Fandimonium through the years, Latest Singapore News - The New Paper

Fandimonium through the years

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The New Paper was the new kid on the block; he was already 26 and in his prime. "We'll bring Fandi home: FAS" was the promise on the cover of the first issue of TNP, on July 26, 1988, as the Football Association of Singapore sought a source for goals and glory through the years

Who can forget the power and timing in those trademark scissor kicks?

Or when he seemed to hang majestically in the air, waiting to power a header into goal?

Fandi Ahmad was a shooting star and TNP was happy to help chronicle his every move for a rapt audience.

After his years with Malaysian state teams, we rejoiced when the prodigal son returned and helped Singapore end a 14-year Malaysia Cup drought.

We celebrated when he became the first local millionaire sportsman, cooed at the birth of each of his five children and cried along with him when he lost his fortune due to poor business decisions.

And for more than two decades, TNP and Fandi grew older together.

It was not just his heroics - such as when he scored a late winner against Indonesia with 33sec to go to lead the Lions to the 1989 SEA Games final - that made headlines.

If he was unhappy, if he grew a moustache or wore a goatee, if he added another item to his catalogue of injuries, it was all news.

Call it Fandimonium.

It is fair to say that no other local, or any other individual for the matter, has adorned as many of our iconic Page Ones over the years.


"Wow," he exclaimed when we pointed this out to him in an interview in March 2013, followed by his idiosyncratic chuckle, as if he had indeed grown from 26 to 50 in the blink of an eye.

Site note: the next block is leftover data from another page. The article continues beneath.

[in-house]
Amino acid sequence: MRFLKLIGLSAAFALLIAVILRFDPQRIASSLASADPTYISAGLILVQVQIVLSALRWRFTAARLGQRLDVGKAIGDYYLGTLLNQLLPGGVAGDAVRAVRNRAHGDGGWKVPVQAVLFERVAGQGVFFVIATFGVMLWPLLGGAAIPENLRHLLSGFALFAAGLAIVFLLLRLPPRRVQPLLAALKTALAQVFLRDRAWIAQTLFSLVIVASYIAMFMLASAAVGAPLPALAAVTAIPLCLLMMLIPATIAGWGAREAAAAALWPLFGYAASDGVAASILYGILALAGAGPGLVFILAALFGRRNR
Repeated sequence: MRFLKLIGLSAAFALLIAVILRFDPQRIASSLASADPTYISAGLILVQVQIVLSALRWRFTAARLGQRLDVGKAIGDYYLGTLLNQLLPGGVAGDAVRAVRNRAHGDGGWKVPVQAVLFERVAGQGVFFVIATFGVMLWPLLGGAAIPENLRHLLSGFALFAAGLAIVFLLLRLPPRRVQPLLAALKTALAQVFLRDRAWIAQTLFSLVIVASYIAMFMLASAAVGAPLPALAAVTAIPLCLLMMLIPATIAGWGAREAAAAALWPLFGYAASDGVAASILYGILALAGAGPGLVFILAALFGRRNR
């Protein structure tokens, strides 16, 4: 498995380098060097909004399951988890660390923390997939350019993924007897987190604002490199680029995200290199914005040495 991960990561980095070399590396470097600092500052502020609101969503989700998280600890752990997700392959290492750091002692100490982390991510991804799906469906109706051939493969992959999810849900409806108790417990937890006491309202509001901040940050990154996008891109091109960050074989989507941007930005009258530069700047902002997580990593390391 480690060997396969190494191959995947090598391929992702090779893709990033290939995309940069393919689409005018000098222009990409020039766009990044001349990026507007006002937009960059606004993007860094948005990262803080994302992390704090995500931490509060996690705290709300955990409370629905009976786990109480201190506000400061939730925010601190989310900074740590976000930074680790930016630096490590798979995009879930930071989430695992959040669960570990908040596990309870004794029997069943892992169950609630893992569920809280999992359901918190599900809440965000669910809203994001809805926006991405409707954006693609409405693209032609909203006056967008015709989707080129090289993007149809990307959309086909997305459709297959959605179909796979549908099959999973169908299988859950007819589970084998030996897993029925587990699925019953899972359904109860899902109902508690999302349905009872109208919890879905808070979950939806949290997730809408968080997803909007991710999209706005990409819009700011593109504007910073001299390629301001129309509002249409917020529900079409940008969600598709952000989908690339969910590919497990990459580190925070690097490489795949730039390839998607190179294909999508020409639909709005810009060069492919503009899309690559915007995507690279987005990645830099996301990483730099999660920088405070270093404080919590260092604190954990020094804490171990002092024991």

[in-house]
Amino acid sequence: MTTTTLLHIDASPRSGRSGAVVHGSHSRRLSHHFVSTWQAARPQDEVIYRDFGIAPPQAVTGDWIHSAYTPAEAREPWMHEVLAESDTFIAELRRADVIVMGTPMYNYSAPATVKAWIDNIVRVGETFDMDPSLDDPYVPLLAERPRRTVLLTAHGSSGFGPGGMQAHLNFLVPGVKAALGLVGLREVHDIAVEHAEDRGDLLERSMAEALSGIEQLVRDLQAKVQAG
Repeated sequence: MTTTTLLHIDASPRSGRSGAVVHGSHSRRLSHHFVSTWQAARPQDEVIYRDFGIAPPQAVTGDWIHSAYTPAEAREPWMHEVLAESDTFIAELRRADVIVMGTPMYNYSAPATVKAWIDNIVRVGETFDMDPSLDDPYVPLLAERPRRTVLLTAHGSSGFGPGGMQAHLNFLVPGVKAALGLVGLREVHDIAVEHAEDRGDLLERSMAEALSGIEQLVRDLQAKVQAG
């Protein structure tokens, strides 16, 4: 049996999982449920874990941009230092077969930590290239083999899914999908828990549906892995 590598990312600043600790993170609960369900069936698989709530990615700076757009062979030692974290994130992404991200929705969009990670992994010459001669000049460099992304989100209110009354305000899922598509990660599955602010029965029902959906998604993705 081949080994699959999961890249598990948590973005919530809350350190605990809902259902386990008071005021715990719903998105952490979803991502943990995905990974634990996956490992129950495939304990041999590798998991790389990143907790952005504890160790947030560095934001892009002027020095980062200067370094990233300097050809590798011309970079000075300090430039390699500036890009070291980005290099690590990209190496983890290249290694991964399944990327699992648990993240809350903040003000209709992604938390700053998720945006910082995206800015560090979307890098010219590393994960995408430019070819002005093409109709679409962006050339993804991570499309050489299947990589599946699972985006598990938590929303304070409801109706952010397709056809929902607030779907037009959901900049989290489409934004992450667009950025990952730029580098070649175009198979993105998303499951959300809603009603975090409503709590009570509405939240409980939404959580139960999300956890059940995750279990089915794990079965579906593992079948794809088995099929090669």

"I'm really grateful that people still care about me after all these years.

"From the Malaysia Cup days, to the twilight of my playing career, to my current job as football coach, and even my personal life, through the highs and lows.

"You guys made me a hero, you guys also showed no mercy when I didn't have a good game - all these are normal.

"I have always had a positive outlook and the stories in The New Paper made me want to prove a point - to justify the praise or prove critics wrong - even till today."

After scoring the winner in a 2-1 victory over Selangor in the 1980 Malaysia Cup final, Fandi made the giant leap into Europe.

With one Dutch newspaper describing Fandi as "the man with the Johan Cruyff touch", Ajax offered him a contract after a two-week trial in 1982, which he spurned.

A second chance to go Dutch beckoned in 1983, and it was with unfashionable Groningen that he wrote himself into football folklore, scoring against Italian giants Inter Milan in a Uefa Cup match - the best moment of his career, he claimed.

He also scored against Diego Maradona and Boca Juniors (guest-starring for Selangor in a 1982 friendly), Arsenal (in his farewell match for Niac Mitra) and Werder Bremen, among other famous teams.

But it was not all rosy for the football superstar. He strayed offside with his restaurant and used-car businesses, losing a considerable sum.

Then he pulled one back in 2012 by signing a lucrative deal with Malaysian Super League club Johor Darul Ta'zim.

He left by mutual consent the following year, after which TNP broke the news of his interest and application for the LionsXII job and his ensuing appointment in December 2013.


In 1990, we reported on how his last stab at European glory with OFI Crete turned sour and he had to pay the Greek outfit US$30,000 (S$42,850) for his release.

Two years later, he became Singapore's first millionaire sportsman.

In 2000, a bountiful year when he won the S-League title, S-League Coach of the Year and AFC Coach of the Month, we broke the story about how Fandi took in a Thai monk Worachart, a complete stranger, and let him stay in his house for an extended period.

In 2009, Fandi's wife Wendy Jacobs slipped and fell in the bathroom of their house in Jakarta, where Fandi was coaching Indonesian club Pelita Jaya. She was bedridden and in bad shape, but slowly recovered.

For years, Fandi fiercely guarded his family's privacy after Wendy's traumatic health scare.

Many Singaporeans had almost no idea of what was happening before TNP's exclusive in February 2013.

That was when the family welcomed TNP into their condominium unit in Seletar for an interview with Fandi, Wendy and their five kids.

Their eldest kid, Irfan, now 19, plays for the national team.

Other sons Ikhsan, now 17, and Ilhan, now 14, all had stints with clubs abroad. Daughter Iman, now 16, is also a champion runner and aspiring model, while Iryan, now 10, packs a mean left foot.

To this day, the Fandi Ahmad story enthralls.